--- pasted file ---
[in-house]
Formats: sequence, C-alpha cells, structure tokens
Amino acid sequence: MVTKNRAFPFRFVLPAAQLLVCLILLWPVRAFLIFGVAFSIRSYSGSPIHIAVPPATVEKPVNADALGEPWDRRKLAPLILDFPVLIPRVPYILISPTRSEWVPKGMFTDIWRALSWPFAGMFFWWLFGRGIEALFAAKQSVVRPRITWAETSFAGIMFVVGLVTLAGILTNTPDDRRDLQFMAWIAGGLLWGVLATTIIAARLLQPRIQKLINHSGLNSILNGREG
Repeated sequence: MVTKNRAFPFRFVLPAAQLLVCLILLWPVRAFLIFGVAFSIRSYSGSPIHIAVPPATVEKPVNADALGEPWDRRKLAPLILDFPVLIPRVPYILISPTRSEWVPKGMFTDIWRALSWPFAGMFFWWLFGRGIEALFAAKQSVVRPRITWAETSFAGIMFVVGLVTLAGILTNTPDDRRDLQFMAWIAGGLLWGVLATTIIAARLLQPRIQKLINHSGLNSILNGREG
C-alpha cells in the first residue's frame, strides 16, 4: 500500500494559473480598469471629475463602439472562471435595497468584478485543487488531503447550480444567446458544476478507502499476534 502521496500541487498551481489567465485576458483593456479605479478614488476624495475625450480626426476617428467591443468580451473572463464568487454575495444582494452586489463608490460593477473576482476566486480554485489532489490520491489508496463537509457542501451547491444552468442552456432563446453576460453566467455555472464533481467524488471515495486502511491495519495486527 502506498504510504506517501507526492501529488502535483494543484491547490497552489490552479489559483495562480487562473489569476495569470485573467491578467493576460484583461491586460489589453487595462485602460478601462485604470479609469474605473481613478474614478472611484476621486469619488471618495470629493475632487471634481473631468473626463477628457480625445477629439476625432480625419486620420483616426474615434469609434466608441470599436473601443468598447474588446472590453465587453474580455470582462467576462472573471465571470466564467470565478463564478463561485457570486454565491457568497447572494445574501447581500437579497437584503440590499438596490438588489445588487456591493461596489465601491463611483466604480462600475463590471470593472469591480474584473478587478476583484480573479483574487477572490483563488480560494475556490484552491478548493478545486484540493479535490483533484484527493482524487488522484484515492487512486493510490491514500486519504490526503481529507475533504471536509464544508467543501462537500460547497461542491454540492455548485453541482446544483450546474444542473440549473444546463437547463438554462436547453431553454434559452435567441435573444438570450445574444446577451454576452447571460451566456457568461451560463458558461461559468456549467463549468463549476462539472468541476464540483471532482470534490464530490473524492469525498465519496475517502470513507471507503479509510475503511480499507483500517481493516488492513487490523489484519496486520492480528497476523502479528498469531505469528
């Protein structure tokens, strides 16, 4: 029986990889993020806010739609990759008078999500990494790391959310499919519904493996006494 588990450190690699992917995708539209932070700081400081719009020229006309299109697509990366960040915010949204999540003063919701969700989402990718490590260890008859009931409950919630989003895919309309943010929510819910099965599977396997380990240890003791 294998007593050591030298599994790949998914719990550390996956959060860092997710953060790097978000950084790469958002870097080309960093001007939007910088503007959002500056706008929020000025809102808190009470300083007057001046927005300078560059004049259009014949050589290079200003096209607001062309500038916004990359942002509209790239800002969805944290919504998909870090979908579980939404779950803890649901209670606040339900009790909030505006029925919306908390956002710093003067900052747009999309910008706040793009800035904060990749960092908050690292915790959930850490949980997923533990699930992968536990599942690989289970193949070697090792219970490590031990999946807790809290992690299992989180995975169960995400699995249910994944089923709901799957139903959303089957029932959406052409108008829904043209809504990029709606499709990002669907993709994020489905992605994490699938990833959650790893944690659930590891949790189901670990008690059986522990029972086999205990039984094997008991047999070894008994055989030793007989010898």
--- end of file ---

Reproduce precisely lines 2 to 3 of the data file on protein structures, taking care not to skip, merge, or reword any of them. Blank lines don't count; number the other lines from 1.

Formats: sequence, C-alpha cells, structure tokens
Amino acid sequence: MVTKNRAFPFRFVLPAAQLLVCLILLWPVRAFLIFGVAFSIRSYSGSPIHIAVPPATVEKPVNADALGEPWDRRKLAPLILDFPVLIPRVPYILISPTRSEWVPKGMFTDIWRALSWPFAGMFFWWLFGRGIEALFAAKQSVVRPRITWAETSFAGIMFVVGLVTLAGILTNTPDDRRDLQFMAWIAGGLLWGVLATTIIAARLLQPRIQKLINHSGLNSILNGREG